REGINA: I feel a lot towards Russia, it is a country that has been in pain and abused for hundreds of years. The Russian soul—the thing that we hear in the music and read in the poetry—is one of the most amazing things to behold. But I am very weary of the “new” government. I think Russia may be new on paper, but it still hasn’t broken out of it’s abusive relationship pattern with its leaders. I don’t own a TV, don’t watch the news, and don’t read the papers... I’m not advertising ignorance, (and I’m not in complete isolation—I talk to friends and get pieces from media, here and there), but it’s what I’ve had to do, personally, so as not to be depressed and overwhelmed by the world...

TWEED: What was your reaction to the US election last fall? Do you have a public position on George W. Bush or John Kerry? Did you protest for or against the re-election of the Bush administration?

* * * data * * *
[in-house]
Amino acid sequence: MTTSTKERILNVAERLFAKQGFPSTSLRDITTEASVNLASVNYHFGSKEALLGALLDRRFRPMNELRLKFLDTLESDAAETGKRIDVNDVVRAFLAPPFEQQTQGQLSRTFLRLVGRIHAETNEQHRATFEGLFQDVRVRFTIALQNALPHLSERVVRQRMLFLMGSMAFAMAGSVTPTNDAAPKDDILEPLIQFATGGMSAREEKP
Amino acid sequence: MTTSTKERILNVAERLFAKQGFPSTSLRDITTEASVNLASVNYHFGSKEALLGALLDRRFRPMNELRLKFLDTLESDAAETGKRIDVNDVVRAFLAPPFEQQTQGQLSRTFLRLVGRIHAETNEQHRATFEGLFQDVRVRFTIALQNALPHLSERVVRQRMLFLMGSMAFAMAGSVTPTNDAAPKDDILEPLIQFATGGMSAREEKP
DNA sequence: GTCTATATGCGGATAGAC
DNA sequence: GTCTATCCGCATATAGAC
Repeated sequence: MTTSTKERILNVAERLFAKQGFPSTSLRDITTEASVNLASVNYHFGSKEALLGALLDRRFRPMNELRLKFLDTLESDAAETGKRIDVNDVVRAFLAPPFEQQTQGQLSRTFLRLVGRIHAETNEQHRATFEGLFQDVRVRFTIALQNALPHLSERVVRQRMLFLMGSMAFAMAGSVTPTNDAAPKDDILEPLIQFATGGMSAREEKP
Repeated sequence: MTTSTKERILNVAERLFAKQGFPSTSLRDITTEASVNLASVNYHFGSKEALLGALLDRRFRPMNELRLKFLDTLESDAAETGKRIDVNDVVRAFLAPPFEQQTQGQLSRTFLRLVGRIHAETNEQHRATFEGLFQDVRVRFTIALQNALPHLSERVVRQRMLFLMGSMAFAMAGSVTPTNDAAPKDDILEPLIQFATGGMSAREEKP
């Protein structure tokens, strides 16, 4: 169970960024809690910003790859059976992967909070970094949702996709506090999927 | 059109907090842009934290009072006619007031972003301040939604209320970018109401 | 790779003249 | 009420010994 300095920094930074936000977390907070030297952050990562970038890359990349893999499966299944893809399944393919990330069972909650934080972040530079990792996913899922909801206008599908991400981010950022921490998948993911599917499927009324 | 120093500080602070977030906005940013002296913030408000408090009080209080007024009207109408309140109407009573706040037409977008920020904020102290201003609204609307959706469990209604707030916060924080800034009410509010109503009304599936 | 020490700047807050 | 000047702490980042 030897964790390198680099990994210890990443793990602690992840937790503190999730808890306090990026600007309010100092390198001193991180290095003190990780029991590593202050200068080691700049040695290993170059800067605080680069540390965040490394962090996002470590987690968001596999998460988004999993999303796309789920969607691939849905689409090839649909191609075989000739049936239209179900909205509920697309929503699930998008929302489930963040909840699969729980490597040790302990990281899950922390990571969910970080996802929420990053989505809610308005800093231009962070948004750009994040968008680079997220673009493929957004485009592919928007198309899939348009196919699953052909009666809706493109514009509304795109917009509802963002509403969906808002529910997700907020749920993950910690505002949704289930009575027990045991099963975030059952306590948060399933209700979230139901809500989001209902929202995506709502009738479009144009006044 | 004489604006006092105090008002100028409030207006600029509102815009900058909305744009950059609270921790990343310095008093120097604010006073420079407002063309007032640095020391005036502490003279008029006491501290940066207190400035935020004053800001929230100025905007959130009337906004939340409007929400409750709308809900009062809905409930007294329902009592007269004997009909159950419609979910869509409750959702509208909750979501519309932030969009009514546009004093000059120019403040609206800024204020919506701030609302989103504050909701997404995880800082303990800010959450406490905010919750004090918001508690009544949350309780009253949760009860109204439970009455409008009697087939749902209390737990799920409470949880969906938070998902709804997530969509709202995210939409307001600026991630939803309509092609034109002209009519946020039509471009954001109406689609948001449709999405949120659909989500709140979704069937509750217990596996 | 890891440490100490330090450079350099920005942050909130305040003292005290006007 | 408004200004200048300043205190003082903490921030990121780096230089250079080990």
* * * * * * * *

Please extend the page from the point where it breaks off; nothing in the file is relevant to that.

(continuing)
REGINA: I stayed up all night, dreading what I knew would happen... then it happened. and I wasn’t surprised.

I’d rather create positive art, or do something good—rather than protest. I think more energy goes into being mean to cops, than towards the actual cause... and I think the same type of people who run governments, lead protests. I don’t like masses, or mobs. Often, people who want protests are the type to become the oppressor as soon as they get their way.